Monday, May 20, 2024

‘Our strike is working’: UAW announces progress in talks with car giants | UAW strike 2023

The United Auto Workers has claimed its strike against the big three US automakers is working, as it announced General Motors had made concessions during talks.

As the strike strike enters its fourth week, the UAW trailed “breaking developments” at the negotiating table before a briefing on Friday afternoon.

UAW president Shawn Fain, wearing a shirt with the slogan “Eat the Rich”, started a livestream with the announcement that the threat of a strike against GM has led to an agreement for the company to place its electrical-battery manufacturing under the national master agreement with the union.

“GM has been falling behind. Today, under the threat of a major financial hit, they leapfrogged the pack in terms of a just transition,” said Fain. “Our strike is working, but we’re not there yet.”

He added: “In just three weeks, we have moved these companies further than anyone thought possible.”

Ford is ahead of Stellantis and General Motors on their wage offers to the union, Fain said. He added that Ford and Stellantis have agreed to reinstate a cost-of-living allowance. This was lost as part of concessions made to help the industry out of the 2008 economic recession, and had yet to be reinstated.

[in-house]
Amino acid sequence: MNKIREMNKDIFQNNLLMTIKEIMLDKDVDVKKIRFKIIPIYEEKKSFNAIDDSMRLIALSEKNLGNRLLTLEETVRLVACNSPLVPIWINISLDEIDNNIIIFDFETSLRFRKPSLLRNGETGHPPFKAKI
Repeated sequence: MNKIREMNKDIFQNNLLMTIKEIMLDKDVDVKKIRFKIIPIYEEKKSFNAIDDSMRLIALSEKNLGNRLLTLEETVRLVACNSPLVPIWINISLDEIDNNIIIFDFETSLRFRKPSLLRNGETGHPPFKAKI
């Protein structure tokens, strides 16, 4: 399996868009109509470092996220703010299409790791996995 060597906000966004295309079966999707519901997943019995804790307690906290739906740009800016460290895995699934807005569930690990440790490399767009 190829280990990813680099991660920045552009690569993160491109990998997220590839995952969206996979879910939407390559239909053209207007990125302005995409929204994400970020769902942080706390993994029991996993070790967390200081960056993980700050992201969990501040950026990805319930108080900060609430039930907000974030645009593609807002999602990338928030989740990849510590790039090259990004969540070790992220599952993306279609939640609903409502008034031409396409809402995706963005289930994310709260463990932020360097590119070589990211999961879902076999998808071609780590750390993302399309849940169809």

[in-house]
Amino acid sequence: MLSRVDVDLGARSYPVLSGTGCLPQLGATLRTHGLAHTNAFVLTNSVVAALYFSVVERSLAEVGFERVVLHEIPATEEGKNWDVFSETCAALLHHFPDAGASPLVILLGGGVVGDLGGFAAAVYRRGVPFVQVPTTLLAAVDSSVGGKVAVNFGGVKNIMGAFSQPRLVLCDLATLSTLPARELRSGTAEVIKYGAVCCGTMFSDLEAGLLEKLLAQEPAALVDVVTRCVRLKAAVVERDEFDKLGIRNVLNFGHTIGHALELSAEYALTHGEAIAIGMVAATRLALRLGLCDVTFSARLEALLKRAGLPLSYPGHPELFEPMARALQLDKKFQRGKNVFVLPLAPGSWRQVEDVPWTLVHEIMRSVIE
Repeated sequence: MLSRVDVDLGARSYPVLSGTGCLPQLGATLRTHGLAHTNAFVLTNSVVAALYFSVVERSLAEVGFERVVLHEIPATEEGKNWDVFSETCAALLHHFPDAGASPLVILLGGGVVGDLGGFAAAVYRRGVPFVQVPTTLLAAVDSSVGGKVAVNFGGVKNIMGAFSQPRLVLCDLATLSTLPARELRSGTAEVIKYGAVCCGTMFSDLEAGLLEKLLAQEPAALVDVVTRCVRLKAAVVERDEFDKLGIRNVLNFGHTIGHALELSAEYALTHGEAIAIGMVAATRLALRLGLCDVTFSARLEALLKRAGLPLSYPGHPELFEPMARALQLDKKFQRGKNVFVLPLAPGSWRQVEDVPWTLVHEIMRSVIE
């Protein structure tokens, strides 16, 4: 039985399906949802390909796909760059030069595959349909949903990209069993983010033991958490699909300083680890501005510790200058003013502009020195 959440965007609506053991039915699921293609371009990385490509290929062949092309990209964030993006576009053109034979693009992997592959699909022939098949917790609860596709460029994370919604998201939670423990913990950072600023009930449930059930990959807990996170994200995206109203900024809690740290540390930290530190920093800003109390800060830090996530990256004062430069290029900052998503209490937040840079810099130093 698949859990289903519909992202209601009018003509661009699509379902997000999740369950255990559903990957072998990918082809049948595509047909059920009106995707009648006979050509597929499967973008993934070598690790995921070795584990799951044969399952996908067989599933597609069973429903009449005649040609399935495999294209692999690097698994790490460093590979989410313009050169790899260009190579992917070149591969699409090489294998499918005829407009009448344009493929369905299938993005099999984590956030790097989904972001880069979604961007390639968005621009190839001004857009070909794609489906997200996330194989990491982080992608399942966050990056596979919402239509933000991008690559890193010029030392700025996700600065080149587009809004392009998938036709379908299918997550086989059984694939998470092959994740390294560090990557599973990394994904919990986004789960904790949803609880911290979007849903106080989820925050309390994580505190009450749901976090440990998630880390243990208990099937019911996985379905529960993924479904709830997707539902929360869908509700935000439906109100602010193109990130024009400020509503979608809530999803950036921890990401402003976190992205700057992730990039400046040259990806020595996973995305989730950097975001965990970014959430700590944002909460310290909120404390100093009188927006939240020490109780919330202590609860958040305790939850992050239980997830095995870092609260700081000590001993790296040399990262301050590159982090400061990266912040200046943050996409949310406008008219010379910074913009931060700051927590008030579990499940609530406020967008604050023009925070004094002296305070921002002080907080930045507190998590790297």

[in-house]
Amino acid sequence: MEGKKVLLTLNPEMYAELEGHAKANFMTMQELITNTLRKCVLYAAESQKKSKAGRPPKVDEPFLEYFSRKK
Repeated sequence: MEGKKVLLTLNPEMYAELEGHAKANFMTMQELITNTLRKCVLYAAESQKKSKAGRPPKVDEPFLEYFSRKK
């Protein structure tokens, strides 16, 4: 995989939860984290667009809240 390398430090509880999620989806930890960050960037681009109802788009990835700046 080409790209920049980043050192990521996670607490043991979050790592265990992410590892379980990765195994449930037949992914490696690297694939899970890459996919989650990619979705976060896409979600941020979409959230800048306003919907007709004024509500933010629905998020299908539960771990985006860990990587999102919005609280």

Fain and autoworkers have positioned the strikes as a broader fight against corporate greed. They have been backed by Democratic elected officials, who argue workers’ wages are lagging behind exorbitant executive pay and billions of dollars in corporate profits.

“The billionaires and company executives think we autoworkers are just dumb. They think we don’t get it. They think we only understand the power of a supervisor yelling at us, or an assembly line coming at us,” said Fain. “We expect results at every company, and we’ve been crystal clear about how you catch a strike and how you avoid one.”

During the livestream, Fain did not announce any additional strikes to the 25,000 workers currently on strike.

About 13,000 auto workers at a General Motors plant in Wentzville, Missouri, a Stellantis plant in Toledo, Ohio, and a Ford plant in Wayne, Michigan kicked off the UAW’s “Stand Up” strike against the automakers on 15 September.

The strategy is meant to keep the corporations guessing as the union continues to increase the pressure over demands for substantial wage increases. The UAW is also calling for 2008 concessions – such as cost of-living adjustment increases, retirement pensions and elimination of lower-wage tiers – to be reinstated.

The UAW expanded its strike on 22 September to 38 parts and distribution sites in 20 states at General Motors and Stellantis, forgoing escalations at Ford, where the contract talks have progressed further than the other two automakers.

Last month, Joe Biden joined the UAW picket line in Michigan, become the first sitting president ever to do so.

The strikes have become heated at times, with violence erupting toward picketing workers, including a driver hitting five people on a picket line in Flint.

Last week the UAW expanded the strike with the addition of Ford’s Chicago assembly plant and a GM plant in Lansing, Michigan. Action at Stellantis was not escalated last week due to progress made in talks.


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